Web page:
Christmas cards are a relatively “new” invention of history, only dating to the 19th century.
Henry Cole, an elite member of England’s social circles, was a popular man in the mid-1800s. In those days, it was expected that you regularly write letters to your friends. In Cole’s case, he was a perpetual pen-pal of too many people.
When it was time to mail out the annual Christmas and New Year’s letters, he was overwhelmed by the outstanding number of letters to be composed.
But a genius innovation came to him! He had an artist design a holiday illustration, and had a local printer create 1000 copies of the image on pieces of cardboard. It boasted the generic greeting: “Merry Christmas and A Happy New Year To You!” Then, he personally addressed and signed each one.
Within a few years, all of elite London copied his brilliant idea and thus, the invention of the modern Christmas card.
The tradition has grown in popularity since, with elaborate card designs and lengthy letters detailing events from the year. Some even send digital cards or videos instead.
But there is something charming about opening up your mailbox on a chilly December day to find a handful of handwritten cards celebrating the Christmas season.
Do you feel like Henry Cole?
Do you have 1000 people expecting a Christmas card from you this year? Okay, that’s a lot of people. But would it be unreasonable for you to mail 100 cards? That’s still plenty!
Henry Cole probably had a large book of names and addresses. Your parents may have had a similar book or a rolodex. You can use the note card system!
If you feel burdened by the massive list of card recipients, here’s a foolproof system to help you write, address, and mail your Christmas cards in a timely manner.
1 List the recipients
First, create a list of everyone who you would like to give a Christmas card. Consider:
- Family members (parents, children, siblings, grandparents, Aunts/Uncles, cousins, etc.)
- Your children’s teachers
- People from church
- People who have moved away (think old neighbors, college roommates, previous co workers, etc.)
- Take a quick glance at your social media friends to see if you missed anyone
2 Create note cards
Now that you’ve created a master list, you can get organized.
- Write each family on an individual note card. Include their last name and names of each family member (children).
- Write their address.
- Write if their card will be mailed or hand delivered.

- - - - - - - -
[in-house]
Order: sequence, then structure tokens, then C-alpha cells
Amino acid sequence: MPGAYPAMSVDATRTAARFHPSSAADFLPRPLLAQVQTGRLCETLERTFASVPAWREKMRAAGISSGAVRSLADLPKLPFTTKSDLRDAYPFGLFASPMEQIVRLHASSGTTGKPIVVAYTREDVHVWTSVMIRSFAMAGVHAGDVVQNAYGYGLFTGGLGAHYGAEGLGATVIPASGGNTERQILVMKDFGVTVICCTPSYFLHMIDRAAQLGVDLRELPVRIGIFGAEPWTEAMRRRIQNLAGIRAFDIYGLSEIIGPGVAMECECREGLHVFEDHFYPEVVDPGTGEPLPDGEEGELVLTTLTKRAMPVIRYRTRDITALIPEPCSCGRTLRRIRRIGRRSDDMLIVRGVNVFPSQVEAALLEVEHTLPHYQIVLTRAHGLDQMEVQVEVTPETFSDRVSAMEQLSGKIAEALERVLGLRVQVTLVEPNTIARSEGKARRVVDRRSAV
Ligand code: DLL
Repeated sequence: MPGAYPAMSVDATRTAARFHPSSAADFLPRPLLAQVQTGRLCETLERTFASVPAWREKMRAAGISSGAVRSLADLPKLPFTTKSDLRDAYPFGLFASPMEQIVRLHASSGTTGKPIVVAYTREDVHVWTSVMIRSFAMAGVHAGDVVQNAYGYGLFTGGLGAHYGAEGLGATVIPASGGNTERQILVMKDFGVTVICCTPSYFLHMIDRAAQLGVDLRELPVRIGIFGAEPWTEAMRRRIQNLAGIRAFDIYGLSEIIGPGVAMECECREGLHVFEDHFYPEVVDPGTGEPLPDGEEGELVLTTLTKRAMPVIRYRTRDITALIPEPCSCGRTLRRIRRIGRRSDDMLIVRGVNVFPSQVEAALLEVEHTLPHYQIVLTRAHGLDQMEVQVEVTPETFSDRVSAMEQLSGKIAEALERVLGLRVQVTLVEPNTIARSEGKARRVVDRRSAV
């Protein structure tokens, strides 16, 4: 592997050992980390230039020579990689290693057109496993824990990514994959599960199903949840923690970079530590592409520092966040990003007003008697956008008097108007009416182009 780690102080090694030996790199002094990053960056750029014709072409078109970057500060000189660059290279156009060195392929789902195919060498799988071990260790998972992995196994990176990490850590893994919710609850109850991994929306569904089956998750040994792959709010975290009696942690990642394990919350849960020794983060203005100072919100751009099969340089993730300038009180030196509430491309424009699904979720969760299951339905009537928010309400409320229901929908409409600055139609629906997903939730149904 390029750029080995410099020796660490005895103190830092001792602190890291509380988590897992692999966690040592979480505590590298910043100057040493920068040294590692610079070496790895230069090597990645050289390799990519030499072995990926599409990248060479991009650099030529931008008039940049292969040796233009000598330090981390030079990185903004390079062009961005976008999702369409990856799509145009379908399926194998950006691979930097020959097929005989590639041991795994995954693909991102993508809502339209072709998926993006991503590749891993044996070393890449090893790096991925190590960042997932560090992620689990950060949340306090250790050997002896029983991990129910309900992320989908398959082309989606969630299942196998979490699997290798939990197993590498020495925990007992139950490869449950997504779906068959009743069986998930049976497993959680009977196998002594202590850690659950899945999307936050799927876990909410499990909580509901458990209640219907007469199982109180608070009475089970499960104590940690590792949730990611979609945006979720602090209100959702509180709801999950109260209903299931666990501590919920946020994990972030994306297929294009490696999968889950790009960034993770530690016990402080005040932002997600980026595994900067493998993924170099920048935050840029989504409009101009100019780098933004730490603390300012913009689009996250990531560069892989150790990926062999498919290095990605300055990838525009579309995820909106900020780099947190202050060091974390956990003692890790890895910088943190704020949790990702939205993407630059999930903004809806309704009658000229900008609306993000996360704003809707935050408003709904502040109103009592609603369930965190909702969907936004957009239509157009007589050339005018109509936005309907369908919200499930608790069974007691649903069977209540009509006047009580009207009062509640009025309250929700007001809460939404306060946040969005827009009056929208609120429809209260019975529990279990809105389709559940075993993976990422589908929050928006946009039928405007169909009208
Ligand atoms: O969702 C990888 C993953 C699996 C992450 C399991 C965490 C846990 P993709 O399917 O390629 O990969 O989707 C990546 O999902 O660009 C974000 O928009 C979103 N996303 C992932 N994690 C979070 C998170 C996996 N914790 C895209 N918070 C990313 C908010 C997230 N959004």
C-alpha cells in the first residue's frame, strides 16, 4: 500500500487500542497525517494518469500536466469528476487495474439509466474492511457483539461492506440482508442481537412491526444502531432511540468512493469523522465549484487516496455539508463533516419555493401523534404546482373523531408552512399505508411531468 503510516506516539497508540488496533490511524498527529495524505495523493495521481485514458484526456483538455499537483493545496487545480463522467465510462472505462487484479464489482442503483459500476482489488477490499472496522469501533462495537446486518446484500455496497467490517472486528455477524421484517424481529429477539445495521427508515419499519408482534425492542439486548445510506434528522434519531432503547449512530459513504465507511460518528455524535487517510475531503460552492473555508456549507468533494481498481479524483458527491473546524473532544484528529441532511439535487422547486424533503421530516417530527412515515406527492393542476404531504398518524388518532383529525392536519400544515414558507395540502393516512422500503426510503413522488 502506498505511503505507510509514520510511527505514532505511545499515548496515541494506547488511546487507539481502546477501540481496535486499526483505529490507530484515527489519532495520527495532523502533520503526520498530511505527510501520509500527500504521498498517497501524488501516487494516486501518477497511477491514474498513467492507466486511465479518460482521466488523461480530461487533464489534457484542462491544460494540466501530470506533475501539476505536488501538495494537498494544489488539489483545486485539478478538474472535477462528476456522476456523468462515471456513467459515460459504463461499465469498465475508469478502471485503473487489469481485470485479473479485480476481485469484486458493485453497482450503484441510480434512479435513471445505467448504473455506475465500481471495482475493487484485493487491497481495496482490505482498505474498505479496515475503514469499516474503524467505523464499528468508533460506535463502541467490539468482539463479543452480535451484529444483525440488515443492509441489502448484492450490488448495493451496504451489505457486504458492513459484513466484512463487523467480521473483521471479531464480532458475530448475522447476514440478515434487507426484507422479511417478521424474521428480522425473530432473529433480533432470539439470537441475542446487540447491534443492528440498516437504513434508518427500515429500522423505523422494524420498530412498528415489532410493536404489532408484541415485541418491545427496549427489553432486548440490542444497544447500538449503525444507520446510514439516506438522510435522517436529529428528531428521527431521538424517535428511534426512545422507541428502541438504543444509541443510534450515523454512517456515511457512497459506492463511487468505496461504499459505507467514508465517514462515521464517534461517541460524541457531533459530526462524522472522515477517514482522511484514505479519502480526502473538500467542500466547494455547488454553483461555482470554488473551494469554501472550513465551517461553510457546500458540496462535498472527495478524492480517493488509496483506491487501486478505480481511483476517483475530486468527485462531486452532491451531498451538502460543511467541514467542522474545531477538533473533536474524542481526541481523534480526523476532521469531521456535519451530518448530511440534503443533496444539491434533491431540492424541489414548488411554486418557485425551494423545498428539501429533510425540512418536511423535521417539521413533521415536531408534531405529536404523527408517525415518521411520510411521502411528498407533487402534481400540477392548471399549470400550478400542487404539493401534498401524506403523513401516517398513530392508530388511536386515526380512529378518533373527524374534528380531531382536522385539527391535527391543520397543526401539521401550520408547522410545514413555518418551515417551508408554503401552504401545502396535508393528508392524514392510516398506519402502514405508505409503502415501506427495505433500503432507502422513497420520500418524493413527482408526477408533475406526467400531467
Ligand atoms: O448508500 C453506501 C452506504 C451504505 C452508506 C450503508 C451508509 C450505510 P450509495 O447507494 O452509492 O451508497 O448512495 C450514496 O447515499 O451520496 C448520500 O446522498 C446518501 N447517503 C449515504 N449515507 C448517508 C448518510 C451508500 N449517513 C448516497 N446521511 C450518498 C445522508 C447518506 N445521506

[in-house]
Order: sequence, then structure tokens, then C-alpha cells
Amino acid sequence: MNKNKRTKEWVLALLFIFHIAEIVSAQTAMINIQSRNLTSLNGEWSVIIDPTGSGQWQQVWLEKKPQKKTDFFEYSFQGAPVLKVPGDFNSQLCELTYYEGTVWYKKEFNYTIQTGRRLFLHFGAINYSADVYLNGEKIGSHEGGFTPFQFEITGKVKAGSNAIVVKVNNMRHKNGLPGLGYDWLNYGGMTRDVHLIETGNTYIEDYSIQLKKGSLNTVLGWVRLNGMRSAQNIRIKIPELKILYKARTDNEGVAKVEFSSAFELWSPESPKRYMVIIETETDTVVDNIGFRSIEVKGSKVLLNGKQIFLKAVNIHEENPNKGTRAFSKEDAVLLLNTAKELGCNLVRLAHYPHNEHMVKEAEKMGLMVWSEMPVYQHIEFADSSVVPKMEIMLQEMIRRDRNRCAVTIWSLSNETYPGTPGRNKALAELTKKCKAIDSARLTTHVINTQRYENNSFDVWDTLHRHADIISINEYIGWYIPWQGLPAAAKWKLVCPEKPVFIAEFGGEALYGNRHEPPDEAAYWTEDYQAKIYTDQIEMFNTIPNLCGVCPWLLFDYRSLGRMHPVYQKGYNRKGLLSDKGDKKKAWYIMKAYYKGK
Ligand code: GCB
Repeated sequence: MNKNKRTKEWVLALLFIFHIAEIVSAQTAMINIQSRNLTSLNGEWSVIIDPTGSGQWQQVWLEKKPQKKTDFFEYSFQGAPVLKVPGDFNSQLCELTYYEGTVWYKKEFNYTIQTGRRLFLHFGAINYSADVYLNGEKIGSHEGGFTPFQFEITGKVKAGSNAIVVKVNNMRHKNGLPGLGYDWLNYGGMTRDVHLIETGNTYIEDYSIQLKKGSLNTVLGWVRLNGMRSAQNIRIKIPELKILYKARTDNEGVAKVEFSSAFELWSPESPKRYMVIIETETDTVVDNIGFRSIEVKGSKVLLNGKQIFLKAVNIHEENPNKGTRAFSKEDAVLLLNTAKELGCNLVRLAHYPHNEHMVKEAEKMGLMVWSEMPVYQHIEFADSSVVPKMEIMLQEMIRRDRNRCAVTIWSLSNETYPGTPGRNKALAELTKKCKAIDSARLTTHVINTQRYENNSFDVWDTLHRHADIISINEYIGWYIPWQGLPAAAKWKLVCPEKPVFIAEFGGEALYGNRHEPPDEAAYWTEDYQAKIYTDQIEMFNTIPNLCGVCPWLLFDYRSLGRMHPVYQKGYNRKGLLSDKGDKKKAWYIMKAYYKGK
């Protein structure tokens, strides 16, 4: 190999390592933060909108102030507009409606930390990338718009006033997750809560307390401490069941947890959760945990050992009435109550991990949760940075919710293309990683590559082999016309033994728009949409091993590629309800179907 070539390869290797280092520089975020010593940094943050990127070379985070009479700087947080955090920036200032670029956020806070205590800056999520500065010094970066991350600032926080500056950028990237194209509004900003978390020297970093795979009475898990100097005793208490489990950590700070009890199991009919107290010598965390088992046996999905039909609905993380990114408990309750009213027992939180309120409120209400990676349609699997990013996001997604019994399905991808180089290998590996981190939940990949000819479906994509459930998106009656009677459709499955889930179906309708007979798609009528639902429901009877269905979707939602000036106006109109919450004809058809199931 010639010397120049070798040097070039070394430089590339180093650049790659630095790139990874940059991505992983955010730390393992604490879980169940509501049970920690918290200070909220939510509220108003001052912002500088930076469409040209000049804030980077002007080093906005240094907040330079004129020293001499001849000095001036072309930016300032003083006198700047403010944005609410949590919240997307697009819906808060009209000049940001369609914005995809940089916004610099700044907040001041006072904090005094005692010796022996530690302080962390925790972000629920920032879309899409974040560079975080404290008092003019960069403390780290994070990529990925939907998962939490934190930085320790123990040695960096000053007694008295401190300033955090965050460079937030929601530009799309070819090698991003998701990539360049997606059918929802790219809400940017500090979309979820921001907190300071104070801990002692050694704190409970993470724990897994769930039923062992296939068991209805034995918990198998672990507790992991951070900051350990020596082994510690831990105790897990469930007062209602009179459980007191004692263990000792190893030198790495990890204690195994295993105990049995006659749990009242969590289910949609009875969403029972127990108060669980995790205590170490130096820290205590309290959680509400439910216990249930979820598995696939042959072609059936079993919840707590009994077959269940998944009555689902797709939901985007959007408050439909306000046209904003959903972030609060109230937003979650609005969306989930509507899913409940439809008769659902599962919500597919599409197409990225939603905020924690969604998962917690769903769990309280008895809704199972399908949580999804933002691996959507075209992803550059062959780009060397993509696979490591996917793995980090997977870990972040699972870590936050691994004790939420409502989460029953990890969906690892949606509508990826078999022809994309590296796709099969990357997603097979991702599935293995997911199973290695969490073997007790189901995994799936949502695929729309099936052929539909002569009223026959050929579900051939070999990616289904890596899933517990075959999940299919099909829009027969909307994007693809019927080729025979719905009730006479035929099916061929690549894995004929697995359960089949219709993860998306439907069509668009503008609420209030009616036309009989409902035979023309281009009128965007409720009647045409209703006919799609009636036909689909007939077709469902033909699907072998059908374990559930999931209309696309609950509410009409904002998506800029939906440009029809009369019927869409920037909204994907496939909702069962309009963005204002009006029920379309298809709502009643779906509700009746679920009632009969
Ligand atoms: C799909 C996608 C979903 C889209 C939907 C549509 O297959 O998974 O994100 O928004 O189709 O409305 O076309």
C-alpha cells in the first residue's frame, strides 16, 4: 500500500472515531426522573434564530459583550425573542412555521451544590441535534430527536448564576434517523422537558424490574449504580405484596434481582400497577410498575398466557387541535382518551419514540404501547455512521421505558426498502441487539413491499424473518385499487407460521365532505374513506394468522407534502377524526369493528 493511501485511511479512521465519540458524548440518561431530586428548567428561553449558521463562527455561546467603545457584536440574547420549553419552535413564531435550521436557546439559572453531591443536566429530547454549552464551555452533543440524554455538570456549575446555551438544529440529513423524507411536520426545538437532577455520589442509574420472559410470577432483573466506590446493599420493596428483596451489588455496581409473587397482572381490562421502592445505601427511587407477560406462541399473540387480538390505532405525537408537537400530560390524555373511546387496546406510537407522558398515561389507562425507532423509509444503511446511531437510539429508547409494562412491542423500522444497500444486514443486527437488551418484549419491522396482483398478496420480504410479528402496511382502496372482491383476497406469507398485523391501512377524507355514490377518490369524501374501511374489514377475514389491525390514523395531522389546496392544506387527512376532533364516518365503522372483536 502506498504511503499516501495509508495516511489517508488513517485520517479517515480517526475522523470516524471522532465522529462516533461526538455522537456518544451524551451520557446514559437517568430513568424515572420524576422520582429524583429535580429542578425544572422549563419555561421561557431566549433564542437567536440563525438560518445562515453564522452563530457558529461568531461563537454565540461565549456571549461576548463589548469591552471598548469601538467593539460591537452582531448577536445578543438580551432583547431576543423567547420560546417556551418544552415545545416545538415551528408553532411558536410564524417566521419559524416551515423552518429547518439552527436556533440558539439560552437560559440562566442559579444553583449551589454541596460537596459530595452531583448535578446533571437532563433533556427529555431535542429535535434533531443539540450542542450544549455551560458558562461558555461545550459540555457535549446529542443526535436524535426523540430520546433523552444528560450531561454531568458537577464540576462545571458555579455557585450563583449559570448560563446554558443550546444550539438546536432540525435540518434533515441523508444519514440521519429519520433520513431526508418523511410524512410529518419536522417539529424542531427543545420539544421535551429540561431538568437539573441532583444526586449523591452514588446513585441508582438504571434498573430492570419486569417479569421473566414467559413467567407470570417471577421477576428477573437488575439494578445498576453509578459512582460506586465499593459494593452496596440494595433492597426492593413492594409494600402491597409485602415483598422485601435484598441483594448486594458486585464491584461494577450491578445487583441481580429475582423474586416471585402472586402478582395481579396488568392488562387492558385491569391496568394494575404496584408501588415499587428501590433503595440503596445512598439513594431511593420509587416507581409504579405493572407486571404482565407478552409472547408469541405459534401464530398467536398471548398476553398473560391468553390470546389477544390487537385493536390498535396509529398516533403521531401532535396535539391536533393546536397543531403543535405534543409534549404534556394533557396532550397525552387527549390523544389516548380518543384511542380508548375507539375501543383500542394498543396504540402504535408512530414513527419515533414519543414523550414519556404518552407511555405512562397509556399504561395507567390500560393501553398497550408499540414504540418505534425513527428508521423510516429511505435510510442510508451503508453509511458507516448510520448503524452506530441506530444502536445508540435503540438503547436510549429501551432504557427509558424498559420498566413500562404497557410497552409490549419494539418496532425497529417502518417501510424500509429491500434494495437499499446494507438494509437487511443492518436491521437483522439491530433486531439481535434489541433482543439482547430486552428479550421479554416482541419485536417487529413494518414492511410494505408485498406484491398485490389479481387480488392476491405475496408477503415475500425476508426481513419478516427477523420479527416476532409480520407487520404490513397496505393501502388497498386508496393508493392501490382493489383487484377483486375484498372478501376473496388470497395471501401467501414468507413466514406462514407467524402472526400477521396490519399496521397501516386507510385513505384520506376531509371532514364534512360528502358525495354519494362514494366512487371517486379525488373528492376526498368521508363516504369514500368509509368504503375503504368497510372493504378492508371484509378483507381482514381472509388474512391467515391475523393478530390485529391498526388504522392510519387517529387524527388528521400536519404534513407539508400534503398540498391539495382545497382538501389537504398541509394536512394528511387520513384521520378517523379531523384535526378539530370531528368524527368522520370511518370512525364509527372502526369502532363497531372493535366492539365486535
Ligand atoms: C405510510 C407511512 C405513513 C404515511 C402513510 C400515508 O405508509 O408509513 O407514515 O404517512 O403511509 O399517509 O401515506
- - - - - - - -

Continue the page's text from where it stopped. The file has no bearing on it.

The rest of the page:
- Separate note cards into two piles: one for “to mail” and one for “hand deliver.”
Note: Each address has its own note card. For example,
Jack and Jill Hill
Billy and Sally (kids)
1234 Hill Road
Mountain, State, USA
Brian and Molly Smith
Sam, Judy, Isaiah, Ryan (kids)
123 Ocean Breeze Way
Sunnyside, Florida, USA
2 Address your Christmas cards
Now it’s time to write out all of your cards! But if we’re honest, no busy Mama has a chunk of multiple hours to write out all of her cards. That’s why this note card system is so helpful.
Begin with the pile labeled “to mail.” After you write out a Christmas card, address the envelope, and add a stamp, move the note card to another pile. This pile will become the “Done” pile.
Continue writing, addressing, and stamping, them moving the note card to the “Done” pile. If you only have time to do 15 cards, that’s okay! Paperclip the “Done” note cards together to distinguish the pile from the loose note cards. Now you know which cards are finished and how many you have left to complete.
3 Update you notecards
As Christmas cards arrive in your mailbox, you can double check your note cards for proper addresses and names. If a family had another baby, add their name (and proper spelling) to their note card. If your friends recently moved, update their address on their note card.
If desired, you can even make notes about who mailed you a Christmas card and which people no longer send one.
As needed, add new note cards for new neighbors, teachers, co workers, and friends.
Why use the note card system?
What’s so magnificent about the note card system? Why not just make a list and check it off like Santa Claus does?
The note card system:
- Is organized. You’ll feel the smoothness of this process. Everything you need is gathered together: everyone’s names, addresses, plus how many Christmas cards you will be writing this year.
- Is reusable. Instead of creating or printing a new list every year, you can use these note cards for years to come.
- Works well when your time is limited. If you only have 10 minutes to write out cards, this system will help. You can write out the cards that need to be mailed first, and will be able to keep track of your progress.
- Shows you how many cards you need. This easily reveals how many cards you will mail out, but your piles will also show you how many more cards you have to write before Christmas.
- Functions as an address book. No one really keeps address books anymore, especially since the invention of a GPS that stores helpful addresses. However, this can be your “address book.”
- Can be duplicated for birthday cards. If you love this note card system, apply the same principles to birthday cards! Have a pile per month, with names, birthdates (including the birth year so you can determine their age), and address. In January, you can prep February birthday cards; in February you can prep March birthday cards, etc.
Tis the season!
Tis the season for writing letters to your friends and family. How do you organize your Christmas cards?